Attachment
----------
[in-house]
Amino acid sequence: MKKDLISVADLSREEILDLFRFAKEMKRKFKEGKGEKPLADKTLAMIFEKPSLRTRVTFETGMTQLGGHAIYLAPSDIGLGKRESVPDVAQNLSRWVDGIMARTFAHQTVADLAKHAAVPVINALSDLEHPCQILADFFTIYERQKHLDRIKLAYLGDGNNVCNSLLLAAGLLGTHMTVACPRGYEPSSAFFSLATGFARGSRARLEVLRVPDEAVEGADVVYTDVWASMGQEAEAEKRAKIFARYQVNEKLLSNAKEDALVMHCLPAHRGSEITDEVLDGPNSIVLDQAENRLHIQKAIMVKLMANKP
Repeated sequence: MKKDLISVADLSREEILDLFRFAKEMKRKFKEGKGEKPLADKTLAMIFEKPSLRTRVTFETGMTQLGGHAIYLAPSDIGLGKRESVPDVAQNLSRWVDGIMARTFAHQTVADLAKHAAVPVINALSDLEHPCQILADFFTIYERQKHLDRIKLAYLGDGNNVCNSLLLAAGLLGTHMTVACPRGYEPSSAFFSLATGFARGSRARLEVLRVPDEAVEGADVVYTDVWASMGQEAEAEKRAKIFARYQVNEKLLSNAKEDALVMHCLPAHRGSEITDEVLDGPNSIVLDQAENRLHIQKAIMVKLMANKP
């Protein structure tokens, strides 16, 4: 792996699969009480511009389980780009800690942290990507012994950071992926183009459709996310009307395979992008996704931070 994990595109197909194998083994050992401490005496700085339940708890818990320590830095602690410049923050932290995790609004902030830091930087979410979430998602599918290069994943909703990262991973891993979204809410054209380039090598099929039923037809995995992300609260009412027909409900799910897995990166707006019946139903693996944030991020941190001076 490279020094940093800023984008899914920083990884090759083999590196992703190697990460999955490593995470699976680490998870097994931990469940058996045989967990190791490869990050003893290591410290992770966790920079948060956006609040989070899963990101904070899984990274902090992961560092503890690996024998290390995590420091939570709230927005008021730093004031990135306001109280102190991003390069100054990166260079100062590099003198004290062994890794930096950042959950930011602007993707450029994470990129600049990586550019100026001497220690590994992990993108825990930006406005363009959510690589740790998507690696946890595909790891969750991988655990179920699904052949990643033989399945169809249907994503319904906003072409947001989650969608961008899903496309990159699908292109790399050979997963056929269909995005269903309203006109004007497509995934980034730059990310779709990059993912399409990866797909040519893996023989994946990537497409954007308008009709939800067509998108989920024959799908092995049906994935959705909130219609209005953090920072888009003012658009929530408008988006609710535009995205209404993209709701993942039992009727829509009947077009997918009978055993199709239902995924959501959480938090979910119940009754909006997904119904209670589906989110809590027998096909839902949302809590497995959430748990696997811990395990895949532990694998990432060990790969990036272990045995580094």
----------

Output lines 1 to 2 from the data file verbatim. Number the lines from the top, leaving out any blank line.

[in-house]
Amino acid sequence: MKKDLISVADLSREEILDLFRFAKEMKRKFKEGKGEKPLADKTLAMIFEKPSLRTRVTFETGMTQLGGHAIYLAPSDIGLGKRESVPDVAQNLSRWVDGIMARTFAHQTVADLAKHAAVPVINALSDLEHPCQILADFFTIYERQKHLDRIKLAYLGDGNNVCNSLLLAAGLLGTHMTVACPRGYEPSSAFFSLATGFARGSRARLEVLRVPDEAVEGADVVYTDVWASMGQEAEAEKRAKIFARYQVNEKLLSNAKEDALVMHCLPAHRGSEITDEVLDGPNSIVLDQAENRLHIQKAIMVKLMANKP